The World Bank wants to use the results a project achieve as the biggest determining factor on if the money is lent out. The environmentalists say that this could include projects that could harm the natural resources.
From the Guardian, writer John Vidal explains the controversy further.
The proposal, called A New Instrument to Advance Development Effectiveness: Programme-for-Results Lending (P4R), would lend money according to results achieved by projects. The proposal was published in February, and phase II consultations ended recently. Board approval is expected by the end of the year. Some of the NGOs that keep an eye on the bank's activities – International Rivers, Friends of the Earth US and Bank Information Centre – say the clear intention is to allow countries to sidestep dozens of tough, and expensive, social and environmental safeguards which recipients of World Bank loans must normally meet.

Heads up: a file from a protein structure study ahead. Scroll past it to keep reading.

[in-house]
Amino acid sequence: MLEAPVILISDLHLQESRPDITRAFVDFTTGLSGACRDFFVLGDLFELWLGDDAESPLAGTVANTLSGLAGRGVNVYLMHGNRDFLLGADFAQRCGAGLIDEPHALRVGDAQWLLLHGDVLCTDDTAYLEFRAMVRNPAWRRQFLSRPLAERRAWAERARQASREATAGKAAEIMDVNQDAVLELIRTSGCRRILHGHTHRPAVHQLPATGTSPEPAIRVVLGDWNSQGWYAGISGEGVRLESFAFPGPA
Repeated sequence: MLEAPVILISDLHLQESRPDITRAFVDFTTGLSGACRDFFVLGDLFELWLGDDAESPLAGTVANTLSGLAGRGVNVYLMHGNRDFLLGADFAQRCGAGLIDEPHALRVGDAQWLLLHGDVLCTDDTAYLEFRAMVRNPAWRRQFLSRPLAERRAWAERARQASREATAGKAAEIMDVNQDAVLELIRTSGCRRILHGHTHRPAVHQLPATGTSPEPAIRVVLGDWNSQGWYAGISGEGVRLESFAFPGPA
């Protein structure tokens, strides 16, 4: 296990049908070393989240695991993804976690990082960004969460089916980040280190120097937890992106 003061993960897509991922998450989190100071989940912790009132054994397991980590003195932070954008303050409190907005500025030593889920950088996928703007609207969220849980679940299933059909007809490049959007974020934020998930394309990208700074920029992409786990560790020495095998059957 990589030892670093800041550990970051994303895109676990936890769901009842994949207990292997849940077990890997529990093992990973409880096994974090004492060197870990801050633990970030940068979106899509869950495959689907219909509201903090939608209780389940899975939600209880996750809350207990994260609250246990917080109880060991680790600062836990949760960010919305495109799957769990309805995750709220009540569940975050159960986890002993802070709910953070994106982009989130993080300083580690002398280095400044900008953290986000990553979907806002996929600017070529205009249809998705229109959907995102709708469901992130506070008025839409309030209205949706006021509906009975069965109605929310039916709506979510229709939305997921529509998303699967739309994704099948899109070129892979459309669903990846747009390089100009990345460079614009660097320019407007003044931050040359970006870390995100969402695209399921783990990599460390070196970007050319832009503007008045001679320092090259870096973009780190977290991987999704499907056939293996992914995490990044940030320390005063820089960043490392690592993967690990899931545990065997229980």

According to the proposals, the new instrument would eliminate or greatly dilute 25 existing safeguards and policies. They include those that apply to forced resettlement, natural habitats, physical and cultural resources, indigenous peoples, forests, safety of dams, natural habitats, and environmental action plans. Most of these policies have taken years of pressure by NGOs to secure.
The bank, which lends more than $50bn a year, is one of the world's largest providers of loans for mega-projects, many of which are particularly damaging to local people, the environment and the climate. If countries wanting to build giant dams, roads, power and water projects are to be largely freed from acting in a socially responsible way, the NGOs fear bank lending could lead to more forced evictions and human rights abuses.